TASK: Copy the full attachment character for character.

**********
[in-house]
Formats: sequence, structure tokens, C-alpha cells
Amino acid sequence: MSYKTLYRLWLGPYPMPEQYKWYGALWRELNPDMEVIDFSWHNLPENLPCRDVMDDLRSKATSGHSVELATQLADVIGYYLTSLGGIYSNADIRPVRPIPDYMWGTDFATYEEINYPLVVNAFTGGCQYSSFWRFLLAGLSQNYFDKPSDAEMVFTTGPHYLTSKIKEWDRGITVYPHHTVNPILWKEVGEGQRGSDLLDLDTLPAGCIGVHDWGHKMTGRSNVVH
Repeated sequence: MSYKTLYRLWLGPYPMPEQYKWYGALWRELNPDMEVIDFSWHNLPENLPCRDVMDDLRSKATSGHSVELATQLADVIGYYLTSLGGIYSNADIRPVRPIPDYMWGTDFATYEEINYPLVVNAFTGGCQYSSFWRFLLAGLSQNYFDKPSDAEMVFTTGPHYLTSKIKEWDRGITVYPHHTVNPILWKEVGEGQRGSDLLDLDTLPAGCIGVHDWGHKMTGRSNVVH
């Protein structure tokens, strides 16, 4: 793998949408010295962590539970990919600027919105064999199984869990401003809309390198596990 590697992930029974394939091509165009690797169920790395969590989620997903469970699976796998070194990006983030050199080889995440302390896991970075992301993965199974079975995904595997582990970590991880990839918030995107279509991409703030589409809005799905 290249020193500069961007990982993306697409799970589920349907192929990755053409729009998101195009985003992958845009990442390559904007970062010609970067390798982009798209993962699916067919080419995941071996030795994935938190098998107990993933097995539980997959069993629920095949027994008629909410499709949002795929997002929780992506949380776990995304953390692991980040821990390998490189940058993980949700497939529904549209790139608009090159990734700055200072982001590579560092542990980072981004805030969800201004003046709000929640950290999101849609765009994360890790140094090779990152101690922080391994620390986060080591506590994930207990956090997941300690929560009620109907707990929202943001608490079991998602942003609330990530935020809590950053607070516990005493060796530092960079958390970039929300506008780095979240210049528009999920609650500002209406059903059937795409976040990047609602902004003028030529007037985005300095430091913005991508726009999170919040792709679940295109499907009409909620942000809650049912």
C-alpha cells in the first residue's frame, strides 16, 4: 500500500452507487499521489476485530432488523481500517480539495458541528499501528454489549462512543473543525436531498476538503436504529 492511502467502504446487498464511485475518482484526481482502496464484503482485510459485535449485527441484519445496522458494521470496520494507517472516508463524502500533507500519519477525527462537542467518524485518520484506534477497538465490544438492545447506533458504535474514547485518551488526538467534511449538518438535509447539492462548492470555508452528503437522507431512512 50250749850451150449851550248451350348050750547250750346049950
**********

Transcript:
[in-house]
Formats: sequence, structure tokens, C-alpha cells
Amino acid sequence: MSYKTLYRLWLGPYPMPEQYKWYGALWRELNPDMEVIDFSWHNLPENLPCRDVMDDLRSKATSGHSVELATQLADVIGYYLTSLGGIYSNADIRPVRPIPDYMWGTDFATYEEINYPLVVNAFTGGCQYSSFWRFLLAGLSQNYFDKPSDAEMVFTTGPHYLTSKIKEWDRGITVYPHHTVNPILWKEVGEGQRGSDLLDLDTLPAGCIGVHDWGHKMTGRSNVVH
Repeated sequence: MSYKTLYRLWLGPYPMPEQYKWYGALWRELNPDMEVIDFSWHNLPENLPCRDVMDDLRSKATSGHSVELATQLADVIGYYLTSLGGIYSNADIRPVRPIPDYMWGTDFATYEEINYPLVVNAFTGGCQYSSFWRFLLAGLSQNYFDKPSDAEMVFTTGPHYLTSKIKEWDRGITVYPHHTVNPILWKEVGEGQRGSDLLDLDTLPAGCIGVHDWGHKMTGRSNVVH
């Protein structure tokens, strides 16, 4: 793998949408010295962590539970990919600027919105064999199984869990401003809309390198596990 590697992930029974394939091509165009690797169920790395969590989620997903469970699976796998070194990006983030050199080889995440302390896991970075992301993965199974079975995904595997582990970590991880990839918030995107279509991409703030589409809005799905 290249020193500069961007990982993306697409799970589920349907192929990755053409729009998101195009985003992958845009990442390559904007970062010609970067390798982009798209993962699916067919080419995941071996030795994935938190098998107990993933097995539980997959069993629920095949027994008629909410499709949002795929997002929780992506949380776990995304953390692991980040821990390998490189940058993980949700497939529904549209790139608009090159990734700055200072982001590579560092542990980072981004805030969800201004003046709000929640950290999101849609765009994360890790140094090779990152101690922080391994620390986060080591506590994930207990956090997941300690929560009620109907707990929202943001608490079991998602942003609330990530935020809590950053607070516990005493060796530092960079958390970039929300506008780095979240210049528009999920609650500002209406059903059937795409976040990047609602902004003028030529007037985005300095430091913005991508726009999170919040792709679940295109499907009409909620942000809650049912």
C-alpha cells in the first residue's frame, strides 16, 4: 500500500452507487499521489476485530432488523481500517480539495458541528499501528454489549462512543473543525436531498476538503436504529 492511502467502504446487498464511485475518482484526481482502496464484503482485510459485535449485527441484519445496522458494521470496520494507517472516508463524502500533507500519519477525527462537542467518524485518520484506534477497538465490544438492545447506533458504535474514547485518551488526538467534511449538518438535509447539492462548492470555508452528503437522507431512512 50250749850451150449851550248451350348050750547250750346049950